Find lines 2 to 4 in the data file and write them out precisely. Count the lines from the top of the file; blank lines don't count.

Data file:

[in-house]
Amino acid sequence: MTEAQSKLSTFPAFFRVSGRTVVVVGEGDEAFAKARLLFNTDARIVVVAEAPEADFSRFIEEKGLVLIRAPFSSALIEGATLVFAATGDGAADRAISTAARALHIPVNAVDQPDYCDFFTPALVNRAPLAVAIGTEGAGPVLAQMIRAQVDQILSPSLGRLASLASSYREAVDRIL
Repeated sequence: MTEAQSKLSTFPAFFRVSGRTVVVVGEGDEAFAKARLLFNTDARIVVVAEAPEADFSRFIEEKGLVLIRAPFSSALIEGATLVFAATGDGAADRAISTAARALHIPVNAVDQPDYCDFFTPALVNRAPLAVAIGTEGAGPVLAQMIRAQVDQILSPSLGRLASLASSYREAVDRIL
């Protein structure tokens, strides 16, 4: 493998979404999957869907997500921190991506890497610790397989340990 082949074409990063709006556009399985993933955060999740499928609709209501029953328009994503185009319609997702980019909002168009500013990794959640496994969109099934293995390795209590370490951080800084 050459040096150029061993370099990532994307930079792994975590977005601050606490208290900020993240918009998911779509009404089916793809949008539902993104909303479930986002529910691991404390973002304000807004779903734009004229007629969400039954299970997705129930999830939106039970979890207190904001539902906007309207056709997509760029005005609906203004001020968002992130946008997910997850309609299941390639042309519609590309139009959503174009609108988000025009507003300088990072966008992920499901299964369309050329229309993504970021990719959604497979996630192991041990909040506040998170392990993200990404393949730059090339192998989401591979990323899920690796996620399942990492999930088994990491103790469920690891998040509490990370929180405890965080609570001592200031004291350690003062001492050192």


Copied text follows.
Amino acid sequence: MTEAQSKLSTFPAFFRVSGRTVVVVGEGDEAFAKARLLFNTDARIVVVAEAPEADFSRFIEEKGLVLIRAPFSSALIEGATLVFAATGDGAADRAISTAARALHIPVNAVDQPDYCDFFTPALVNRAPLAVAIGTEGAGPVLAQMIRAQVDQILSPSLGRLASLASSYREAVDRIL
Repeated sequence: MTEAQSKLSTFPAFFRVSGRTVVVVGEGDEAFAKARLLFNTDARIVVVAEAPEADFSRFIEEKGLVLIRAPFSSALIEGATLVFAATGDGAADRAISTAARALHIPVNAVDQPDYCDFFTPALVNRAPLAVAIGTEGAGPVLAQMIRAQVDQILSPSLGRLASLASSYREAVDRIL
């Protein structure tokens, strides 16, 4: 493998979404999957869907997500921190991506890497610790397989340990 082949074409990063709006556009399985993933955060999740499928609709209501029953328009994503185009319609997702980019909002168009500013990794959640496994969109099934293995390795209590370490951080800084 050459040096150029061993370099990532994307930079792994975590977005601050606490208290900020993240918009998911779509009404089916793809949008539902993104909303479930986002529910691991404390973002304000807004779903734009004229007629969400039954299970997705129930999830939106039970979890207190904001539902906007309207056709997509760029005005609906203004001020968002992130946008997910997850309609299941390639042309519609590309139009959503174009609108988000025009507003300088990072966008992920499901299964369309050329229309993504970021990719959604497979996630192991041990909040506040998170392990993200990404393949730059090339192998989401591979990323899920690796996620399942990492999930088994990491103790469920690891998040509490990370929180405890965080609570001592200031004291350690003062001492050192």